So my job has changed. Where once I was one pair of eyes witnessing a story and sending my account back to London, I am now charged with retrieving the work of many pairs of eyes and putting together an apparently holistic account of an event. We call this “sausage machine telly”. In the competitive multiplatform age in which we live, this age will not last long. Why not? Because it is neither distinctive, nor is it particularly interesting.

A big problem with sausage machine telly is that it spawns sausage machine reporters. In too many instances, reporters are no longer easily distinguished from one another. The sausage system is not breeding or maturing new talent to take over the airwaves when we are gone.

So now is not the Golden Age of Journalism either. But I argue we are on the threshold of it. As yet the human has not caught up with the technology it has invented: we are still wowed by the instantaneous whiz-bang of it all. We in the newsroom know that to have a man live in Mogadishu is a stunning achievement. To the viewer it may not add much. For the reporter the sheer business of “going live” so preoccupies and undermines the journalistic endeavour, there is little time left to retrieve the unique content his or her pair of eyes should be giving us.

Welcome, then, to the coming Golden Age of Journalism. This is the multiplatform world in which, as we were told at the internet’s inception, “it is all about content, content, content”.

I encountered this new world twice in the last year, in Haiti - once in the immediate aftermath of the earthquake, and once last November when I returned for Hurricane Tomas. Suddenly I was back to one pair of eyes. We were so cut off from one another on the ground that we could not share pictures. Everything I transmitted we researched, retrieved, shot, edited, and beamed back to London ourselves. Only the local satellite dishes worked, dependent on their own generators and fuel - the satellite paths to the outside world were almost the only elements the earthquake had not reached. News desks knew instantly the massive pressure we were under and left us alone. After we’d sent our reports they would bask in their novelty, pain and exclusivity.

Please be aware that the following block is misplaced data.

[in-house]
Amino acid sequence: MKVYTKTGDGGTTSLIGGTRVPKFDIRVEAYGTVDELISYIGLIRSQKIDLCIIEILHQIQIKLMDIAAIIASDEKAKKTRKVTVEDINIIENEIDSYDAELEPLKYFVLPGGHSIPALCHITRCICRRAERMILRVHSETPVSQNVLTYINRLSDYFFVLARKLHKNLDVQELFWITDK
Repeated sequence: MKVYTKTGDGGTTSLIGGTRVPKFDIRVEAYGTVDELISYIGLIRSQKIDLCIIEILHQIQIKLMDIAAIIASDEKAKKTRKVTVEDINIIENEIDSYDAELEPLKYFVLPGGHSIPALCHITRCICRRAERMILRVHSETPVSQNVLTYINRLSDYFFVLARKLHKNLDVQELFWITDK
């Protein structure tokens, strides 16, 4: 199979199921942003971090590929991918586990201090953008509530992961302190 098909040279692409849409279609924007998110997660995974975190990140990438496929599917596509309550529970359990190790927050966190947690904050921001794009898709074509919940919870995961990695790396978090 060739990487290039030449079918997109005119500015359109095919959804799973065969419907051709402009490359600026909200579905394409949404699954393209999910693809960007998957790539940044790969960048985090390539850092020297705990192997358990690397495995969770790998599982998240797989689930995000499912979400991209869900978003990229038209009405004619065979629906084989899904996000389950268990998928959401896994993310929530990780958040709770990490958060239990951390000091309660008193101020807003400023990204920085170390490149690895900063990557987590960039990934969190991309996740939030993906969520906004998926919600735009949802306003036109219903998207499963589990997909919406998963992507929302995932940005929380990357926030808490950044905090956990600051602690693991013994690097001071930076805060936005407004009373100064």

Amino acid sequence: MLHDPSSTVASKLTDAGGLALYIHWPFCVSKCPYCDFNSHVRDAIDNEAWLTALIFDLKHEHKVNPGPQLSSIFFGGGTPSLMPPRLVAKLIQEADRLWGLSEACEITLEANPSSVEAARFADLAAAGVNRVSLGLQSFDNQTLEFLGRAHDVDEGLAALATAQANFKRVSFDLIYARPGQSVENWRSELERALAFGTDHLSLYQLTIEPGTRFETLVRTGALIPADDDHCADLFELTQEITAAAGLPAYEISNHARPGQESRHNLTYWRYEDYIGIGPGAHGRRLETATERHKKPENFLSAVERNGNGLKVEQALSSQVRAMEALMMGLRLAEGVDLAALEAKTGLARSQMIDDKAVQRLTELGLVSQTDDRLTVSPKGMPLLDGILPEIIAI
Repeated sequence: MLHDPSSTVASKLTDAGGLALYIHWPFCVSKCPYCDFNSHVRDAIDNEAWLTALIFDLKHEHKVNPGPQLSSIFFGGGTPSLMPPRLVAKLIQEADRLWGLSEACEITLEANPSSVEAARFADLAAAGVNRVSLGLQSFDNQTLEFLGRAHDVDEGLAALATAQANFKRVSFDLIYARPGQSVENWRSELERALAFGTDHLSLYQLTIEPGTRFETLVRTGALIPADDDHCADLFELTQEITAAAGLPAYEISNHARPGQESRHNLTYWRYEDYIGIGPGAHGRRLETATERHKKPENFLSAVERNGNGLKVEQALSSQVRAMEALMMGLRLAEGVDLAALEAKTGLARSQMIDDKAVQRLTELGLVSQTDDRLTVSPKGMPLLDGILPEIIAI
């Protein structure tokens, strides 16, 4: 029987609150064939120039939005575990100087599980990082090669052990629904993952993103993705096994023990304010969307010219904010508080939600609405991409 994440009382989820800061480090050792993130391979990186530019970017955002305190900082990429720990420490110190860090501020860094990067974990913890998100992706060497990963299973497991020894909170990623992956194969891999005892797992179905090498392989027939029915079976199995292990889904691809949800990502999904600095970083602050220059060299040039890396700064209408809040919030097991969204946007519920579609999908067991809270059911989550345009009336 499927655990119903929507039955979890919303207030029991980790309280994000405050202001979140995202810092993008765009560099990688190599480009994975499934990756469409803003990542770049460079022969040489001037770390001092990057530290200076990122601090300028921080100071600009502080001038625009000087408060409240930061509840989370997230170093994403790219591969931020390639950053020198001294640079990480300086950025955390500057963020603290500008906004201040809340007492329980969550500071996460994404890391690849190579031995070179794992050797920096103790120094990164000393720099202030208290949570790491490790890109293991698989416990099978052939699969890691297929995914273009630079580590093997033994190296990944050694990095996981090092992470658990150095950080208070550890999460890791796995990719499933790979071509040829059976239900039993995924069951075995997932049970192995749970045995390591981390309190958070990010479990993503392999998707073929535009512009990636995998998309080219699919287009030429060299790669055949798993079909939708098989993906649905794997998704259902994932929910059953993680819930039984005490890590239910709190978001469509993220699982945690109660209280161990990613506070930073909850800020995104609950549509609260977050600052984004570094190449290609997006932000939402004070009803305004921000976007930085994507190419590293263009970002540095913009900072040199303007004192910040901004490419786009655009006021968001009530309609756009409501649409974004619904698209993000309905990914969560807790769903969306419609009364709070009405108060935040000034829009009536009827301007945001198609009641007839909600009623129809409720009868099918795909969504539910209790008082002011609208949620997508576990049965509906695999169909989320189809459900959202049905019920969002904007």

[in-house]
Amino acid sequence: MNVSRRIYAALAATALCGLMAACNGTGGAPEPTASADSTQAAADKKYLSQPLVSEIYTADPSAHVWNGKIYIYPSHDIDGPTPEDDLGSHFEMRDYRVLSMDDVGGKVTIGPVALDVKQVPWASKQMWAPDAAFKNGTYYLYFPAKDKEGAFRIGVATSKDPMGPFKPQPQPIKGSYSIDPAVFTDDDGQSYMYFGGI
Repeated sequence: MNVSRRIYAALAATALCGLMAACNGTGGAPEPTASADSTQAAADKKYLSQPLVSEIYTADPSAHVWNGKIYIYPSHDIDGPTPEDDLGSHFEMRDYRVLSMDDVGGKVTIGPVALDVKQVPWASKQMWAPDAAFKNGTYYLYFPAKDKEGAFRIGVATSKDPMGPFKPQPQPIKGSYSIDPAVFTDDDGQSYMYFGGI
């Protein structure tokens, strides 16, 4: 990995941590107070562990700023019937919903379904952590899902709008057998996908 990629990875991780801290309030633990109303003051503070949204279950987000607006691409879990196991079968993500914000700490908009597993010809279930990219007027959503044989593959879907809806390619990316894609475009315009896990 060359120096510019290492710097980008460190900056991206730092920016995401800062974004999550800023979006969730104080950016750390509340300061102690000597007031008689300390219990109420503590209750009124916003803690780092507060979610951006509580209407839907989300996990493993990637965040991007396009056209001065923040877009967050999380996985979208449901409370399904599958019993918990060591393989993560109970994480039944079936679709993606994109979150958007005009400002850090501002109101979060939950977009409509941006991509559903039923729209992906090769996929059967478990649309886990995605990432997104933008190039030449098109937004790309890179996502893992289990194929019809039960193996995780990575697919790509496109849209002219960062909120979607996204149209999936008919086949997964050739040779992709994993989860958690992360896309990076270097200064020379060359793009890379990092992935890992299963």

Indeed, I believe that the massive and generous support that flowed from the people of Britain to a country they knew little of, and with which they had no colonial or immigration link, is in part down to the succession of intimate “one pair of eyes” reports from assorted TV outlets. They took viewers into the very heart of the individual suffering at the wrecking hand of the earthquake. According to the UK Disasters Emergency Committee, the £100 million raised for Haiti outstripped any single appeal in their history.

Add then to the revival of classic reporting the existence of Google, Facebook, Twitter and more, and we are breaking new ground. On my way home from Haiti I read a brilliant article in The Wall Street Journal identifying the limits of aid in reviving the country. I tweeted it to my followers; I blogged daily throughout my stay in Haiti, both times, on my Channel 4 Snowblog site; I sent round-robin accounts on my Snowmail email. But I only “went live” once a day on TV and sometimes not even then. We were on the ground ferreting around, following leads, tracking down survivors. It certainly felt like the Golden Age of Journalism. But we shall not long sustain it if we fail to monetise it. If we don’t, TV content will wither.

Think about it. When Gordon Brown resigned, was it Google who put the choppers up to record his historic traipse to the Palace and the birth of the first peacetime coalition in UK history? No, it was us - good old conventional TV.

I like to use the allegory of the brilliant documentary Man on Wire. It’s a film about a mad French tightrope-walker who, before they came down, determined to climb the Twin Towers in New York and walk between them. He has no idea how he’ll get his great rope up the towers, let alone string it between them, but he does. And he walks the daunting gap.

I think of the old media - us - as inhabiting one tower, and the Googles, Yahoos, Facebooks, Twitters and the rest of the new media in the other. They need us as much as we need them. As yet, we don’t even have a tightrope. But we shall find one, we shall get it across and together we shall enter the true Golden Age of Journalism. We shall generate original and irresistible content, make money, and sustain our profession. Just don’t ask me exactly how.

Jon Snow is a veteran foreign correspondent and anchorman of the UK’s Channel 4 news. This column was first published in the inaugural issue of Port magazine which has granted permission for it to be published here.

© Port and Jon Snow 2011 ■